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How to Qualify for Legal Aid

Updated March 23, 2017

Legal Aid is the provision of civil legal services to people who otherwise cannot afford the services of a lawyer. The body that oversees and funds legal aid services across the country is the Legal Services Corporation (LSC), a non-profit corporation founded by and funded by Congress. There are LSC-funded legal aid programs across the country.

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  1. Locate a legal aid office in your locality. Go to the LSC website and locate a program in your state (see Resources).

  2. Call and get information on the application process. Each legal aid office has requirements that need to be met to satisfy its conditions for offering services and the type of cases it will take on, within the stipulation of the law governing the LSC. In most cases if you receive any form of government assistance, it is highly likely that you will meet the low income requirement needed to qualify for legal aid.

  3. Fill out the application form providing information on your income, locality, home and other assets if applicable and the type of legal help you are seeking. Once you apply, the legal aid officials upon consideration of your particular case and individual circumstances will determine if they are willing to represent you.

  4. If the legal aid office has taken up your case, you need to have all the information and documents regarding your case. This will be needed by the legal aid attorneys representing you. Depending on the locality, legal aid offices take in housing, employment, health, nursing home problems and issues relating to elder law and children's law, to mention a few.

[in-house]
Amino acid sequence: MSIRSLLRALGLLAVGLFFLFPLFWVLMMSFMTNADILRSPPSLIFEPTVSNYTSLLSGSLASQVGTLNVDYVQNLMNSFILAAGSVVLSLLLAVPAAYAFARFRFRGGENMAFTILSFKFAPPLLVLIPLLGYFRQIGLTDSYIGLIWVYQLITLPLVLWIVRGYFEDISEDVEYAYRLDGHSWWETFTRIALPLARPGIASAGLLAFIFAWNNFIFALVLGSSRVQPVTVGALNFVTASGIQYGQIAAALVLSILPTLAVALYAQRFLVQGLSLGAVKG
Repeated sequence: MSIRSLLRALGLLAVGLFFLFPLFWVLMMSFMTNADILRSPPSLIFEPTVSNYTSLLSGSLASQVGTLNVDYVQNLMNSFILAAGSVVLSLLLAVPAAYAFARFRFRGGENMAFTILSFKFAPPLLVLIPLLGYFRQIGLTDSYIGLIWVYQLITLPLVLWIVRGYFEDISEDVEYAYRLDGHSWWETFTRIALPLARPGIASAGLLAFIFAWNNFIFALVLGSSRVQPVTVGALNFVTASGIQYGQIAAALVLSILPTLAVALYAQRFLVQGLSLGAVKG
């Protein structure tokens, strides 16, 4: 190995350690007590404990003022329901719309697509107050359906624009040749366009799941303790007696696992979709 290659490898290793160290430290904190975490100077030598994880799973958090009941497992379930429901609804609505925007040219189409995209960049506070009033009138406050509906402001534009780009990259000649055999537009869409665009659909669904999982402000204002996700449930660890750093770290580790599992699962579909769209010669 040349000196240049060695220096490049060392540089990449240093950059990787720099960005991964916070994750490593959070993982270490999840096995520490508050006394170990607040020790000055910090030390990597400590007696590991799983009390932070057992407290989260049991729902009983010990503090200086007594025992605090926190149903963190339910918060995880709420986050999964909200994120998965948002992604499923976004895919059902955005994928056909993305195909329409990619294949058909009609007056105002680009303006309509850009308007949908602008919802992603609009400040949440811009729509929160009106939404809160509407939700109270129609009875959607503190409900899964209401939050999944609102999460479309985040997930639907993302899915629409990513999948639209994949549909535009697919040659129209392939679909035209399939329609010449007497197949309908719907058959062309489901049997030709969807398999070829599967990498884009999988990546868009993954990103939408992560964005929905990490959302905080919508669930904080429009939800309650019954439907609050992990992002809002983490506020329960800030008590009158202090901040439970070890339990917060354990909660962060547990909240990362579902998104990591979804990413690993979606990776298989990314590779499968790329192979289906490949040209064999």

5. Set aside court and filing fees. While the legal services provided by the attorneys at the legal aid office are free, in most cases you will be responsible for paying for court and filing fees.

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About the Author

Faith O has covered politics and general news in Washington DC, Chicago and Maryland. Her writing has appeared in the Associated Press, Prince George's Sentinel, Northwest Indiana Times, Chicago Defender and Daily Southtown, among others. She has a Masters of Journalism from Northwestern University's Medill School and a Bachelor's degree from Hampshire College in Amherst.

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